If you are interested in using composite decking material for a new deck build but have trouble justifying the additional cost, you are not alone! The average cost of a 400 sq. ft. composite deck is about $5,700 while the same size deck built using traditional pressure treated lumber will average about $3,000. However, in order to make a truly informed decision, a homeowner will need to compare more than just the cost of materials and installation costs. The purpose of this article is to take a deeper look at all the costs associated with building a traditional wood deck as well as a composite deck so that an accurate, apples-to-apples comparison can be made and the homeowner can make the best decision for their needs.
A Look At Maintenance Costs
Most goods and services on the market are offered in a variety of price points. Similar products serve the same purpose but may be priced quite differently. The same is true for deck building materials. To effectively compare building materials for your deck and choose the one right for your needs, you will need to consider two factors: long-term value (LTV) and the total cost of ownership (TCO). Both terms are used to calculate and measure the total amount of time and money that someone will spend on something they own.
A traditional pressure treated wood deck will cost less to build and install initially, however to keep the deck safe and sturdy and free from damage, it will need more regular maintenance than a composite wood deck. Routine maintenance equals money – whether you choose to DIY the work or hire someone else to complete the maintenance and repairs.
Annual Deck Sealing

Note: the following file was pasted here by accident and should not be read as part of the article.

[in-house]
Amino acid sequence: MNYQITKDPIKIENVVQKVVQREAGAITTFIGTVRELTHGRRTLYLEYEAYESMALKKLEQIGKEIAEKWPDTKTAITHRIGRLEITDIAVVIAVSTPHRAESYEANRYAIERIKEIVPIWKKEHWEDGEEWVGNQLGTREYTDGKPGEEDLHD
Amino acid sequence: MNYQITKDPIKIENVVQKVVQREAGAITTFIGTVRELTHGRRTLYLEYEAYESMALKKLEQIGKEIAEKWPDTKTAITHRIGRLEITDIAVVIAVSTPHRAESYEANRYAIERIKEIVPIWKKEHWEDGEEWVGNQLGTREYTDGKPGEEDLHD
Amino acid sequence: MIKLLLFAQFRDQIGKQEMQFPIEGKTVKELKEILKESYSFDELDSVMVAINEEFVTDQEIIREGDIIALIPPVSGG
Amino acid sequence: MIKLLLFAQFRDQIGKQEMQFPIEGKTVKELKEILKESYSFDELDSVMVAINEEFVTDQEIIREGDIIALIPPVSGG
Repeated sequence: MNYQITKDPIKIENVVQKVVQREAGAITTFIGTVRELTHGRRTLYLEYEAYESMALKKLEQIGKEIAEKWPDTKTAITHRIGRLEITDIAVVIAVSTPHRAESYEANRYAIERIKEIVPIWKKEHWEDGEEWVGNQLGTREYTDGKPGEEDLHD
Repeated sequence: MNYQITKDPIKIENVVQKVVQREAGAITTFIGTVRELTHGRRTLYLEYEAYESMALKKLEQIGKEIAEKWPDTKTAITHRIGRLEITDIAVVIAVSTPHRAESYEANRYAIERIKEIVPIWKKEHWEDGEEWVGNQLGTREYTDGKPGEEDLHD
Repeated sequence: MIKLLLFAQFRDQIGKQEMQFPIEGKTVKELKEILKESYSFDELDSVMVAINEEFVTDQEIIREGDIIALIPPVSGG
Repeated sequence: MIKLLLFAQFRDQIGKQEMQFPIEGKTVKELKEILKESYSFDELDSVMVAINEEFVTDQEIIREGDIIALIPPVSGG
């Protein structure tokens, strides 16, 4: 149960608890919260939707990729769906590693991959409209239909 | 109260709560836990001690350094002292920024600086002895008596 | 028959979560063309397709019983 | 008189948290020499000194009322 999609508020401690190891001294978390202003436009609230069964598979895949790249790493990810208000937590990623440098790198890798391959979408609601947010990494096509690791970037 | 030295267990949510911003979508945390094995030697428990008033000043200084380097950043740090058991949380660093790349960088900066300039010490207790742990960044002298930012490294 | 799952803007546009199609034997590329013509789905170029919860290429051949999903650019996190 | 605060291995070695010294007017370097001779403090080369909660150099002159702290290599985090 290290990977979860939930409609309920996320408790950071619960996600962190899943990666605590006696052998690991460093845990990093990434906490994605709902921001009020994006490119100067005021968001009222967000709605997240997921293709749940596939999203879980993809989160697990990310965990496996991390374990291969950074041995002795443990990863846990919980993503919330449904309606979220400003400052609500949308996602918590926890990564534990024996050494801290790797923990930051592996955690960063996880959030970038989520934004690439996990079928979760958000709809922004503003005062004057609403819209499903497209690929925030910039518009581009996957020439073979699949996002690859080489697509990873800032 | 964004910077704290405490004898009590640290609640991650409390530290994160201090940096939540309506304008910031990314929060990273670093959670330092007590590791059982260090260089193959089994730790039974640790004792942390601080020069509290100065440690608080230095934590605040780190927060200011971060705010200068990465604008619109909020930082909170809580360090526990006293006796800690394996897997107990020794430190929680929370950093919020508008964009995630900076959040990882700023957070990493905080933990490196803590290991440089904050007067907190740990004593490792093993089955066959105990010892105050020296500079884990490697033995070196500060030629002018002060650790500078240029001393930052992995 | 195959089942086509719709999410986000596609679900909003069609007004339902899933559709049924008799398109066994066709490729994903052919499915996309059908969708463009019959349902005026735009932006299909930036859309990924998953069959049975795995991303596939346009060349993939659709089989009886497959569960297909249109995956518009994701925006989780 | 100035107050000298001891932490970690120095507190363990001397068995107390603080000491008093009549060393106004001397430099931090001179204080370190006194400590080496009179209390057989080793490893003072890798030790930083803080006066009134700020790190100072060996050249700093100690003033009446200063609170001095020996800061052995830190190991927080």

Let’s dive a bit deeper into wood deck maintenance costs. All lumber, even pressure treated lumber, is prone to moisture damage at some point. Since wood is an organic material it naturally absorbs and retains water. When water seeps into wood it can cause both minor surface damage like mold and mildew as well as more major damage such as rot that can compromise the structural integrity of the deck. In order to try and prevent as much water damage as possible, wood decks must be sealed every few years with paint or stain.
According to research, homeowners spend an average of $800 per year on professional deck maintenance such as sanding, sealing prepping and staining or painting. The DIYer may spend less but there are still some significant costs associated with doing it yourself like buying the cleaners, stains and sealants as well as the time it takes to complete the work which normally takes up to two full days.
As we’ve shown here so far, after just 2-3 years the additional maintenance expenses required to care for a traditional wood decks is starting to add up to the initial cost of a composite wood deck. While composite deck do require some maintenance it is minimal compared to a wood deck. Composite decks only require sweeping and maybe an occasional light wash with soap and water.
Resale Deal Breaker
Some homeowners who have wood decks maintain them beautifully and don’t mind the extra work and costs associated with them, however home resale value is also something to keep in mind. If you are thinking about selling your home soon, potential buyers may not welcome the additional maintenance expense. This becomes even more of a factor for larger decks that will take more maintenance over time. Studies have shown that composite decks are preferred by new home buyers because of their low maintenance attributes as well as their ability to retain value for a longer period of time.
Benefits of Composite Decking
Many homeowners have come to understand that the true costs of building a traditional wood deck may be lower initially, however may cost more in the long run due to cost to maintain it. High-quality composite deck materials can last up to 25 years and most come with limited stain and fade warranties.
As more and more homeowners enjoy the extended living space that decks provide, deck contractors are starting to recommend newer generation composite decking materials over traditional pressure treated wood decks. Initially, when composite deck materials were new to the marketplace there was very little variety and most didn’t look very realistic, however manufacturers have come along way and today’s composite wood decking can closely mimic teak, cherry or walnut.
If you are ready to join the millions of homeowners who have taken the composite wood deck plunge give our team a call today so that we can get started on your deck build!